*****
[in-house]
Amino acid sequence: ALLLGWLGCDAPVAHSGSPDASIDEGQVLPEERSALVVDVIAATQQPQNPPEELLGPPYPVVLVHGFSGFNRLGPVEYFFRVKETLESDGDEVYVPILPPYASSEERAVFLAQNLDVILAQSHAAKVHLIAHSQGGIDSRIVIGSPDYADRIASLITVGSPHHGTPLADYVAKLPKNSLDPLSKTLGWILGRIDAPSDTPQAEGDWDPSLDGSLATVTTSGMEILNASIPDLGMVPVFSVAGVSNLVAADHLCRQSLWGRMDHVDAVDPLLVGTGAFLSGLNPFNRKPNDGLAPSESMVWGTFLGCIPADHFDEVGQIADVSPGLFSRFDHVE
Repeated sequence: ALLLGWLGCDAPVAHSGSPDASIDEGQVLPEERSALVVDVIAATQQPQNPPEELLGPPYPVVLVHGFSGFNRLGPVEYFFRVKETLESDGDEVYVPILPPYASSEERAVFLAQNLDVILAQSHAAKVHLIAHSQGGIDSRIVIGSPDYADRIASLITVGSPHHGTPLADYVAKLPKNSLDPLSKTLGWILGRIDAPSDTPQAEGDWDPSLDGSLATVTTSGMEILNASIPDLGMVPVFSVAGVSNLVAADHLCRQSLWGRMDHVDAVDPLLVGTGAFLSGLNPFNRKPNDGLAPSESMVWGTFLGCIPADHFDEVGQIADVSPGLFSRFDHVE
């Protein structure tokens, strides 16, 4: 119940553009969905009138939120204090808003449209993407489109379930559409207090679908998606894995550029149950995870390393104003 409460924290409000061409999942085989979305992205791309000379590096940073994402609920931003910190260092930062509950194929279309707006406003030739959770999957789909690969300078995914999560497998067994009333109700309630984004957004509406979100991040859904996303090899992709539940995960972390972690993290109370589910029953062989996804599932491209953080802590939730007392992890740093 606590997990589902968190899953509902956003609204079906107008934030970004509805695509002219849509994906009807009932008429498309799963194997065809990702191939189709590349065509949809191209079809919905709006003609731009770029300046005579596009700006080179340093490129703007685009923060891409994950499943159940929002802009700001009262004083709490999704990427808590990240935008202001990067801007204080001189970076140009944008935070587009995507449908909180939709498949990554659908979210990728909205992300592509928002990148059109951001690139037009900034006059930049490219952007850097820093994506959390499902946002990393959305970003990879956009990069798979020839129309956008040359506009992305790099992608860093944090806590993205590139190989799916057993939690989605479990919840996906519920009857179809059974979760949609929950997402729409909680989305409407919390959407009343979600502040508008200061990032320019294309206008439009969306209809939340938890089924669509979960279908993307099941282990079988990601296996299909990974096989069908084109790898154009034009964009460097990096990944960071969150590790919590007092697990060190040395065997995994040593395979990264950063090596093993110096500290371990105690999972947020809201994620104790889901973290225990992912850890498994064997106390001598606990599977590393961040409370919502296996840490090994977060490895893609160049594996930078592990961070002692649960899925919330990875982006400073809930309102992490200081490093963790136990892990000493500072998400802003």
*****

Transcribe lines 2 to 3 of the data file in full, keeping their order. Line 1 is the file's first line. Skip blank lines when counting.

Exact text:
Amino acid sequence: ALLLGWLGCDAPVAHSGSPDASIDEGQVLPEERSALVVDVIAATQQPQNPPEELLGPPYPVVLVHGFSGFNRLGPVEYFFRVKETLESDGDEVYVPILPPYASSEERAVFLAQNLDVILAQSHAAKVHLIAHSQGGIDSRIVIGSPDYADRIASLITVGSPHHGTPLADYVAKLPKNSLDPLSKTLGWILGRIDAPSDTPQAEGDWDPSLDGSLATVTTSGMEILNASIPDLGMVPVFSVAGVSNLVAADHLCRQSLWGRMDHVDAVDPLLVGTGAFLSGLNPFNRKPNDGLAPSESMVWGTFLGCIPADHFDEVGQIADVSPGLFSRFDHVE
Repeated sequence: ALLLGWLGCDAPVAHSGSPDASIDEGQVLPEERSALVVDVIAATQQPQNPPEELLGPPYPVVLVHGFSGFNRLGPVEYFFRVKETLESDGDEVYVPILPPYASSEERAVFLAQNLDVILAQSHAAKVHLIAHSQGGIDSRIVIGSPDYADRIASLITVGSPHHGTPLADYVAKLPKNSLDPLSKTLGWILGRIDAPSDTPQAEGDWDPSLDGSLATVTTSGMEILNASIPDLGMVPVFSVAGVSNLVAADHLCRQSLWGRMDHVDAVDPLLVGTGAFLSGLNPFNRKPNDGLAPSESMVWGTFLGCIPADHFDEVGQIADVSPGLFSRFDHVE